C++ FAQ Celebrating Twenty-One Years of the C++ FAQ!!!
(Click here for a personal note from Marshall Cline.)
Section 8:
[8.8] What is a handle to an object? Is it a pointer? Is it a reference? Is it a pointer-to-a-pointer? What is it?

The term handle is used to mean any technique that lets you get to another object — a generalized pseudo-pointer. The term is (intentionally) ambiguous and vague.

Ambiguity is actually an asset in certain cases. For example, during early design you might not be ready to commit to a specific representation for the handles. You might not be sure whether you'll want simple pointers vs. references vs. pointers-to-pointers vs. references-to-pointers vs. integer indices into an array vs. strings (or other key) that can be looked up in a hash-table (or other data structure) vs. database keys vs. some other technique. If you merely know that you'll need some sort of thingy that will uniquely identify and get to an object, you call the thingy a Handle.

So if your ultimate goal is to enable a glop of code to uniquely identify/look-up a specific object of some class Fred, you need to pass a Fred handle into that glop of code. The handle might be a string that can be used as a key in some well-known lookup table (e.g., a key in a std::map<std::string,Fred> or a std::map<std::string,Fred*>), or it might be an integer that would be an index into some well-known array (e.g., Fred* array = new Fred[maxNumFreds]), or it might be a simple Fred*, or it might be something else.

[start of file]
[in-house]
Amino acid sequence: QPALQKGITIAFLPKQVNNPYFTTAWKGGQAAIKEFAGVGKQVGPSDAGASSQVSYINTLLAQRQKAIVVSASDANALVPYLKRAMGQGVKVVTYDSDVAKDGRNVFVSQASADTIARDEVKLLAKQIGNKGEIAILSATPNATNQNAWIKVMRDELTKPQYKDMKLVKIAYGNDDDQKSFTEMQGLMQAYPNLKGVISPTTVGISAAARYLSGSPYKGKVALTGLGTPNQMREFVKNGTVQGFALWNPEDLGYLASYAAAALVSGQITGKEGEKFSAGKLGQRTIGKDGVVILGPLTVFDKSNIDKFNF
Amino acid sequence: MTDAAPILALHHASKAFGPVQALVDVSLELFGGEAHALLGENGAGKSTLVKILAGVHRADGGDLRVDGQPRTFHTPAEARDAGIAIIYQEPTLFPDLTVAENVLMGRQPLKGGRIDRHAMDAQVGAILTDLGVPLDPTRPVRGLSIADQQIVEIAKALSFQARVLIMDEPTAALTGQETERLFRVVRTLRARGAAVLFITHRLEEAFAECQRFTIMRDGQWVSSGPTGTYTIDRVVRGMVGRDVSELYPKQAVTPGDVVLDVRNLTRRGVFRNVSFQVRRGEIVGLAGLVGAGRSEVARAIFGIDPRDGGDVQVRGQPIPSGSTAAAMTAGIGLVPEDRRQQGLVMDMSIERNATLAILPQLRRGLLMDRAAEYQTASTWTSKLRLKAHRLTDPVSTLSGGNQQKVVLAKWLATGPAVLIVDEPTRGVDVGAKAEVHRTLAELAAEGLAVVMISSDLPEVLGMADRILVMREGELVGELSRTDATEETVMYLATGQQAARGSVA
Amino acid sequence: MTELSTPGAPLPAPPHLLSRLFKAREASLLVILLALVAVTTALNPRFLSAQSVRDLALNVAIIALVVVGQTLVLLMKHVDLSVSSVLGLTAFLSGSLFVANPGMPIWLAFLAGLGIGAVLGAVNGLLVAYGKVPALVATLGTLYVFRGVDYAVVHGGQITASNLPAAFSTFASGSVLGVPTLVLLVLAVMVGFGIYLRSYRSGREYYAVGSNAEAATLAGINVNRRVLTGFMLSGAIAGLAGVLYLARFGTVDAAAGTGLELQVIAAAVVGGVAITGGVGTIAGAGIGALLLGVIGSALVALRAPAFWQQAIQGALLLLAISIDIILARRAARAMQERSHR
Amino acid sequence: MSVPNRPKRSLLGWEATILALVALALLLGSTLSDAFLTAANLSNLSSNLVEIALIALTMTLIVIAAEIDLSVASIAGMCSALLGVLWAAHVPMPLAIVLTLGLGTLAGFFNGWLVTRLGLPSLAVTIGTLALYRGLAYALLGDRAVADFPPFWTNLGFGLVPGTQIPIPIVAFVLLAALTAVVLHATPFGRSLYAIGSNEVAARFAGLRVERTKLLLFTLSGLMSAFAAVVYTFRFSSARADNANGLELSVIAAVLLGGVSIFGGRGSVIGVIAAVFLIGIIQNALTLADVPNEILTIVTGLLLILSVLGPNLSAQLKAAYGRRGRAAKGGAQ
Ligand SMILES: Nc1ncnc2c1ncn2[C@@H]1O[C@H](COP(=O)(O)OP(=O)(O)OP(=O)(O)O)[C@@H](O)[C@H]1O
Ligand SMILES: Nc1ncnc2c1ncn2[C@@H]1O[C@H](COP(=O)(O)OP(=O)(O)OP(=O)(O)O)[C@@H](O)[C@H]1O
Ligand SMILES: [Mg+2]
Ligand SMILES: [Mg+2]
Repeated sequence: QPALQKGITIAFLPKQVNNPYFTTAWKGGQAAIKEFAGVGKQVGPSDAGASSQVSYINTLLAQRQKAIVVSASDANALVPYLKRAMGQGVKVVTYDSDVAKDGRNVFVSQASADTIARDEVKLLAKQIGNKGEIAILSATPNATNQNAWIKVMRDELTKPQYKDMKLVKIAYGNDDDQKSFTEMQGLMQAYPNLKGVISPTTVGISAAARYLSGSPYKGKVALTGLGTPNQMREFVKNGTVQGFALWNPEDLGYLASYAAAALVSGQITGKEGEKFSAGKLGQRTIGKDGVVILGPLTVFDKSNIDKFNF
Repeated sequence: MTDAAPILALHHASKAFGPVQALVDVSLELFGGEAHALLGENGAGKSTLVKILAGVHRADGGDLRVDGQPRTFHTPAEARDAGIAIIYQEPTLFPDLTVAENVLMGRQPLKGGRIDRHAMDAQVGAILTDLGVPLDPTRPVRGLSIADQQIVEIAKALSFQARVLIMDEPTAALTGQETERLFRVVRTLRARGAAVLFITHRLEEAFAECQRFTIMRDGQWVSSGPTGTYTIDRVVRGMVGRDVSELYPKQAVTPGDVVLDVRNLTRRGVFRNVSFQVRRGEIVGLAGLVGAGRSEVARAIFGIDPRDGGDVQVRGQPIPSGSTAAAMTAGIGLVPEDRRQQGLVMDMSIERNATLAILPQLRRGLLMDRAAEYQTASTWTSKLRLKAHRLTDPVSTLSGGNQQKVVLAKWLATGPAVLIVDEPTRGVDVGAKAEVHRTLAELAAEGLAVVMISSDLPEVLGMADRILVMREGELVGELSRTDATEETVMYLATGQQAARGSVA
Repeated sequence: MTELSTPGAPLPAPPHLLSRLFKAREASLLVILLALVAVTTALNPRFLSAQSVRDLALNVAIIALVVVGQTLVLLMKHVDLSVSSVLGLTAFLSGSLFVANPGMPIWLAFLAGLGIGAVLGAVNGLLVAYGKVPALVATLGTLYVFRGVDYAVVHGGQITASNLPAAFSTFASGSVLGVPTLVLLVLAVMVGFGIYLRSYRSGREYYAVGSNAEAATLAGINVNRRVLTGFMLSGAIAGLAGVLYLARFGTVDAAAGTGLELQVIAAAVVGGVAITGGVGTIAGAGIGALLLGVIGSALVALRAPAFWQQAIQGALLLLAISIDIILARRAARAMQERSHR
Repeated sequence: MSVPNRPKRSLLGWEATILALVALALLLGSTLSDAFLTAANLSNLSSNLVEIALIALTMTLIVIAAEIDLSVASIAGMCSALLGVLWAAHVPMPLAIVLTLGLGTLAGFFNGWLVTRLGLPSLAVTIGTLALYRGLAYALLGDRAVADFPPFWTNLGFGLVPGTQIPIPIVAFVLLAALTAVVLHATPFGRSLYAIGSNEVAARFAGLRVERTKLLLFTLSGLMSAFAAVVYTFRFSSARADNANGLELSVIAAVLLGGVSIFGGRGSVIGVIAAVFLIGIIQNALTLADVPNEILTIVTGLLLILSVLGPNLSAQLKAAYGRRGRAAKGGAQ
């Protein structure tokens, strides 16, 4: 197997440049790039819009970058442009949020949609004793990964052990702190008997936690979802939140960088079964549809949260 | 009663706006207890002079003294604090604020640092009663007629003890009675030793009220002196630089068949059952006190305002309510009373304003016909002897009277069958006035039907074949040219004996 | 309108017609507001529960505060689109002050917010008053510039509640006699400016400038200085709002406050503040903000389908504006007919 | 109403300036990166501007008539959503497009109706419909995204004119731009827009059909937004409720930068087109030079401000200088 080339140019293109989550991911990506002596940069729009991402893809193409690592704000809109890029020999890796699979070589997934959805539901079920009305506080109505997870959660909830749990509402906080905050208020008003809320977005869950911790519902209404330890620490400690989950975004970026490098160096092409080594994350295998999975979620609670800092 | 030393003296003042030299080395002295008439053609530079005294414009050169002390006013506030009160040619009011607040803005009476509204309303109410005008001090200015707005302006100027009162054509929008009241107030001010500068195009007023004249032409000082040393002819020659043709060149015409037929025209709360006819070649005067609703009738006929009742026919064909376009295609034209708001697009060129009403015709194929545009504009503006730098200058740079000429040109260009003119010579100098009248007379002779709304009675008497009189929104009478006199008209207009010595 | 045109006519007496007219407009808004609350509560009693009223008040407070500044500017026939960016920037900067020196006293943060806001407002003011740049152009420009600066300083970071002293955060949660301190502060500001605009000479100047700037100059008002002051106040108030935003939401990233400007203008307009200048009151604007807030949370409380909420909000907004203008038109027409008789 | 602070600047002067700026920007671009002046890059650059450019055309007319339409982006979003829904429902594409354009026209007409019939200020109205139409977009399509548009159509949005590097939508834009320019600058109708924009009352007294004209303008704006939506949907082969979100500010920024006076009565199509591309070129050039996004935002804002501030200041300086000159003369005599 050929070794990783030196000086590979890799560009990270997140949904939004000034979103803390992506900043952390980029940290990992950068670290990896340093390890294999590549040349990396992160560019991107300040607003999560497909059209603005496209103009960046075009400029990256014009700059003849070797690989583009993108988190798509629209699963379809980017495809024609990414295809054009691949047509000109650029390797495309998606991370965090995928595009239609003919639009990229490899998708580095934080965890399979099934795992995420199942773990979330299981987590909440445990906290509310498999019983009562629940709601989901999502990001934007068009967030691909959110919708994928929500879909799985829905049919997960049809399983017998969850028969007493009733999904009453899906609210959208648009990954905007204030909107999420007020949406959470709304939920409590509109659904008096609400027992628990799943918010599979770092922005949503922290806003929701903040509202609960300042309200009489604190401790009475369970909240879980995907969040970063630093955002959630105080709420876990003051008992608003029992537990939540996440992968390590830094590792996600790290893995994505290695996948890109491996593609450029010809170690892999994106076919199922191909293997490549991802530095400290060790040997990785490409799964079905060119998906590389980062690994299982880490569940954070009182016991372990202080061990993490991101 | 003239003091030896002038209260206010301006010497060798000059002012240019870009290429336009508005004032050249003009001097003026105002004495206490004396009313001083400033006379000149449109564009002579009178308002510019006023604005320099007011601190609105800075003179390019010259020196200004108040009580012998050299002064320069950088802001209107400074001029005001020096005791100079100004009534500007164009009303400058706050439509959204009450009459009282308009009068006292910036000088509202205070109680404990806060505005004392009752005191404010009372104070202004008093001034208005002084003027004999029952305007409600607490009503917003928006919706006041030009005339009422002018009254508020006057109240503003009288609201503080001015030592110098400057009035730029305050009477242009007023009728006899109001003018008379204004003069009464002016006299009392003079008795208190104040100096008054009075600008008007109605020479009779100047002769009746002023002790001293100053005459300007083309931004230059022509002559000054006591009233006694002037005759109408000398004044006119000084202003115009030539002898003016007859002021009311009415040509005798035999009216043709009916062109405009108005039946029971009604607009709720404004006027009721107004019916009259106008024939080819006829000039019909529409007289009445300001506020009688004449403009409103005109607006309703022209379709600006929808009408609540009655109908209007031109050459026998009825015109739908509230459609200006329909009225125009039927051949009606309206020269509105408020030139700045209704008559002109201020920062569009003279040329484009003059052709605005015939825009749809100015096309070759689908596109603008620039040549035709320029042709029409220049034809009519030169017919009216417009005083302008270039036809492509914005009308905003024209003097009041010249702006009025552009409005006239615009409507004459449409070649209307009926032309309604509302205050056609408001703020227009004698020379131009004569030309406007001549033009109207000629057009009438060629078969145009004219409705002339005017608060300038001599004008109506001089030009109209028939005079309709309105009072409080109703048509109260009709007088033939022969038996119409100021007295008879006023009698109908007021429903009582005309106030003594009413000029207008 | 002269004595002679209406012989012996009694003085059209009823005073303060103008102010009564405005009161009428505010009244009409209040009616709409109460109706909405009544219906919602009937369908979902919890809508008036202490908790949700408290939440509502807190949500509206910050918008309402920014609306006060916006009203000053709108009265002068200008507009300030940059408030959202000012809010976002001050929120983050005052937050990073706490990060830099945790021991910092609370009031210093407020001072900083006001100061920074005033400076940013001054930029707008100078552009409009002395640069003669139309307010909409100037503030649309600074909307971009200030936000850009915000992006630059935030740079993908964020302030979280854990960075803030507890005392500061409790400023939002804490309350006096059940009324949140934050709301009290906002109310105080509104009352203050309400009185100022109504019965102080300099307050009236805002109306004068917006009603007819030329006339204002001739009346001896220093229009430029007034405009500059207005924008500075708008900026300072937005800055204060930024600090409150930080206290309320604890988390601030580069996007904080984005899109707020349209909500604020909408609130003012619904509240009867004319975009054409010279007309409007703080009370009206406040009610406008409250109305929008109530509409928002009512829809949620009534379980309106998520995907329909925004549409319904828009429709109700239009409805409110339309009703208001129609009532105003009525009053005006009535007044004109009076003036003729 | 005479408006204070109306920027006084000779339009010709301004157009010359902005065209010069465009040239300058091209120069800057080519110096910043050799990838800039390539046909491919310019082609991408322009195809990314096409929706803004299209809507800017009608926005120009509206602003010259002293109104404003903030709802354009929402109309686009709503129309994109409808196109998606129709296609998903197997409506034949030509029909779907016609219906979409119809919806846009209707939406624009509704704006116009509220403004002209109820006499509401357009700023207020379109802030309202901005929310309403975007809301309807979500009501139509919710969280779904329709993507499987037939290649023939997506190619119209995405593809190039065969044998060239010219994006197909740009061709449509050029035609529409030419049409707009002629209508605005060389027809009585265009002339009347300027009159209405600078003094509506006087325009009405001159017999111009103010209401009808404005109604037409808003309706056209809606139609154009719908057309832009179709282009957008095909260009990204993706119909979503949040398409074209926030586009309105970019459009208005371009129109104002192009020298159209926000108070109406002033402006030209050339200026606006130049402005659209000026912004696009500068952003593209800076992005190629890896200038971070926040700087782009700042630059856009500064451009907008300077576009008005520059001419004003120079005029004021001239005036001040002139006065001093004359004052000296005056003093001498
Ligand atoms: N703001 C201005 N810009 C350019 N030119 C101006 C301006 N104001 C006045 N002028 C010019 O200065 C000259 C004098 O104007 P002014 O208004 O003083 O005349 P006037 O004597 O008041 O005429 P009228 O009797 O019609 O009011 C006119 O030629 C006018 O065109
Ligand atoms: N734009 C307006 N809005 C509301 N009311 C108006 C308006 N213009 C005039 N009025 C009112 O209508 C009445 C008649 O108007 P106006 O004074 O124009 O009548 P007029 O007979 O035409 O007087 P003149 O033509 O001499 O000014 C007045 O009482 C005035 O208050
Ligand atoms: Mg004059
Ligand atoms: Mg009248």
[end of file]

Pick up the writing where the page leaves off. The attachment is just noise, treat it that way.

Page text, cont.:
Novices often think in terms of pointers, but in reality there are downside risks to using raw pointers. E.g., what if the Fred object needs to move? How do we know when it's safe to delete the Fred objects? What if the Fred object needs to (temporarily) get serialized on disk? etc., etc. Most of the time we add more layers of indirection to manage situations like these. For example, the handles might be Fred**, where the pointed-to Fred* pointers are guaranteed to never move but when the Fred objects need to move, you just update the pointed-to Fred* pointers. Or you make the handle an integer then have the Fred objects (or pointers to the Fred objects) looked up in a table/array/whatever. Or whatever.

The point is that we use the word Handle when we don't yet know the details of what we're going to do.

Another time we use the word Handle is when we want to be vague about what we've already done (sometimes the term magic cookie is used for this as well, as in, "The software passes around a magic cookie that is used to uniquely identify and locate the appropriate Fred object"). The reason we (sometimes) want to be vague about what we've already done is to minimize the ripple effect if/when the specific details/representation of the handle change. E.g., if/when someone changes the handle from a string that is used in a lookup table to an integer that is looked up in an array, we don't want to go and update a zillion lines of code.

To further ease maintenance if/when the details/representation of a handle changes (or to generally make the code easier to read/write), we often encapsulate the handle in a class. This class often overloads operators operator-> and operator* (since the handle acts like a pointer, it might as well look like a pointer).